Adding new .this property to constructor?

Adding new .this property to constructor?
0

So javascript rookie is curious about something.

Let’s say I create a constructor

let Person = function(name, job, age){
this.name = name;
}

But let’s say I forget to add this.job and this.age inside the function and I can’t fix it manually. Is it possible to add those two this. properties later on without using prototype?

short answer No! :wink:

1 Like

Does the following answer your question?

let Person = function(name, job, age){
  this.name = name;
}

const john = new Person('John');
john.job = 'Developer';
john.age = 30;

console.log(JSON.stringify(john, null, '  '));

The above displays the following in the console.

{
  "name": "John",
  "job": "Developer",
  "age": 30
}
1 Like

If your question is, can methods added to the Person later get access to variables from the constructor, then the answer is no.

const Person = function(name, job, age){
  // here we have created a property, called name
  this.name = name;
  // We also have three local variables, 'name','job' and 'age'. They are **only**
  //   accessible to this function, or to functions defined within it:
  this.addMyJob = function(){
    this.job = job; 
    // This line would work - we have defined the function in the same context (or 'scope')
    //   as the variable itself.
  }
}

Person.prototype.addJob = function(){
  // here, we can't see the 'job' variable we created in the constructor - that's a private
  //  variable in the 'Person' namespace, and this won't be able to access it!
  this.job = job;
  //  The above will throw an error, as 'job' is not defined within the context of addJob
}

const bob = new Person('Bob','worm rancher',102);
console.log(JSON.stringify(bob, null, '  ') );

// Now, let's try that addMyJob:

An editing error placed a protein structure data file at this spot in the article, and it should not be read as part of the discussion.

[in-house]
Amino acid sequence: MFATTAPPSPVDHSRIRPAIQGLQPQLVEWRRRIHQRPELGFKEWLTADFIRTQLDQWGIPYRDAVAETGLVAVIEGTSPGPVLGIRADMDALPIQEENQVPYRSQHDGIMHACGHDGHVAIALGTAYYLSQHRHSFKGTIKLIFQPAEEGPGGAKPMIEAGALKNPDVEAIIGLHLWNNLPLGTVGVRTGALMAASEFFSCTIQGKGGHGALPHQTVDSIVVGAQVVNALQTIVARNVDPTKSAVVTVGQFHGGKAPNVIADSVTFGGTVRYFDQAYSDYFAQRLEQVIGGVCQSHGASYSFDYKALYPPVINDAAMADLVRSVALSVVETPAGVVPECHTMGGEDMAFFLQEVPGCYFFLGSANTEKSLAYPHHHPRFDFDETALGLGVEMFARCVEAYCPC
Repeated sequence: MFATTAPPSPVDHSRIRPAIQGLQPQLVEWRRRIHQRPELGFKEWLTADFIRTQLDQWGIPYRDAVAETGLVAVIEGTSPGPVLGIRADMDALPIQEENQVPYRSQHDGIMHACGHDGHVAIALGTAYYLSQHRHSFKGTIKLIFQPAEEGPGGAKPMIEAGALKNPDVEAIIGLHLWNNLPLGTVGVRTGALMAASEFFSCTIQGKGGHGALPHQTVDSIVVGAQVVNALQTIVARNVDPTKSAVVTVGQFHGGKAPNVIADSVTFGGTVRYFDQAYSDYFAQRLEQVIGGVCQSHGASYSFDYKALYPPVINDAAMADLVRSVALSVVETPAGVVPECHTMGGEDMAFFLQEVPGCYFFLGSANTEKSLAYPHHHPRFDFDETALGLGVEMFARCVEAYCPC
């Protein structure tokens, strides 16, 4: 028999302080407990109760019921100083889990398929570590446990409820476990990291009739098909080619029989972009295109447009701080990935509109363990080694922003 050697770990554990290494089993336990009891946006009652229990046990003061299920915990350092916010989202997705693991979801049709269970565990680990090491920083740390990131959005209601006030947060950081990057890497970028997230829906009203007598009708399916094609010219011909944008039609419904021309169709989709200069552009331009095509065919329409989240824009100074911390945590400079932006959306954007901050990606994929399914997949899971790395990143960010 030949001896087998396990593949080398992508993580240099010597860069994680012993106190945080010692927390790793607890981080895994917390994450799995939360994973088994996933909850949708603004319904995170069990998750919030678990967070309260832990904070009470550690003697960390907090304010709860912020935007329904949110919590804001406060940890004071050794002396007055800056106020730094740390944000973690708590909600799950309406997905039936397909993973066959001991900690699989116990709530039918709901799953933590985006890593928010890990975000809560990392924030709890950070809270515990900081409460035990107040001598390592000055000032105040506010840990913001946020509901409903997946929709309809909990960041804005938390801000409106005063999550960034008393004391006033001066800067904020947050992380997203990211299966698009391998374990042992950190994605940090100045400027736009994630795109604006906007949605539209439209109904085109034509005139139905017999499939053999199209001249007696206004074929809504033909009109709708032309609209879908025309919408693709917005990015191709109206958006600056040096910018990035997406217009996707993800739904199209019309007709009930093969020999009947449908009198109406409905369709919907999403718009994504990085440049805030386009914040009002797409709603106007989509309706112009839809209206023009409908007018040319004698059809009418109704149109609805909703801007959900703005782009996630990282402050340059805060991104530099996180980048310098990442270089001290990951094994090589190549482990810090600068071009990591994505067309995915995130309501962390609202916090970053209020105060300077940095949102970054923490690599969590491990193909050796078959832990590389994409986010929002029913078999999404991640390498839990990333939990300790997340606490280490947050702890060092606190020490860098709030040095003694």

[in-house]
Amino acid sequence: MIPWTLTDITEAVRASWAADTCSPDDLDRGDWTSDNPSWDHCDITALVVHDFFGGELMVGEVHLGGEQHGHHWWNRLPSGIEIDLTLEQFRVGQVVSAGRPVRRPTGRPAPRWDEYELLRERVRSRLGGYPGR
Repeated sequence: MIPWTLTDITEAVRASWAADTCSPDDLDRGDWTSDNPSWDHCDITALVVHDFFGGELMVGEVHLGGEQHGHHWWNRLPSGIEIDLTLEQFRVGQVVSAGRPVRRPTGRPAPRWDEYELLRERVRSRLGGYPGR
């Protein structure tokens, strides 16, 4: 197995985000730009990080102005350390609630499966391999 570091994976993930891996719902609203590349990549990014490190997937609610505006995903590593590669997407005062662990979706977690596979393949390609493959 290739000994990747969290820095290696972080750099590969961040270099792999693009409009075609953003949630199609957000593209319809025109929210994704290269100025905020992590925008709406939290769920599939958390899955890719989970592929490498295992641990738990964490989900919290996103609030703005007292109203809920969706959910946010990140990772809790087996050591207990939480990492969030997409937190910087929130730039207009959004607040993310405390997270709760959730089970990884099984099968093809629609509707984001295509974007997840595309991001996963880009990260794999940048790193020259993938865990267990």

bob.addMyJob();
console.log(JSON.stringify(bob, null, '  ') );

Click the play arrow on the repl code below, to see that work. It isn’t exactly what you’re looking for, but it explains that only functions in the same context as the variables have access to those variables.

1 Like

Not exactly what I meant, if I was trying to add properties to on object I would do it like you showed in the example above, but what I meant was is it possible to add this.job = job and this.age = age into the constructor later on.

Your method would work for the object John but I would still had to add job and age to every new object manually instead of just putting it into constructor Person parametars and using said constructor to create new Objects.

I guess this may be a silly question but I was working on some exercises and It made me think.

1 Like

Like I wrote above I didn’t mean methods just basic properties like this.job = job and this.age = age. Still thanks for help, I wasn’t even thinking abotu methods but I learned something new regardless.

Thanks folks!

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It isn’t a silly question at all. It’s actually one of the very deep, dark areas of javascript. You’re now getting into functional scope and closures and things like that. It’s the stuff that gets you thinking.

As I showed, the issue is that the parameters you pass in are only available inside that Person constructor function, where they’ve been locally named ‘name’, ‘job’ and ‘age’, so only stuff defined in there can access them. The short answer to your question was no lol - the rest was the LONG answer. :wink:

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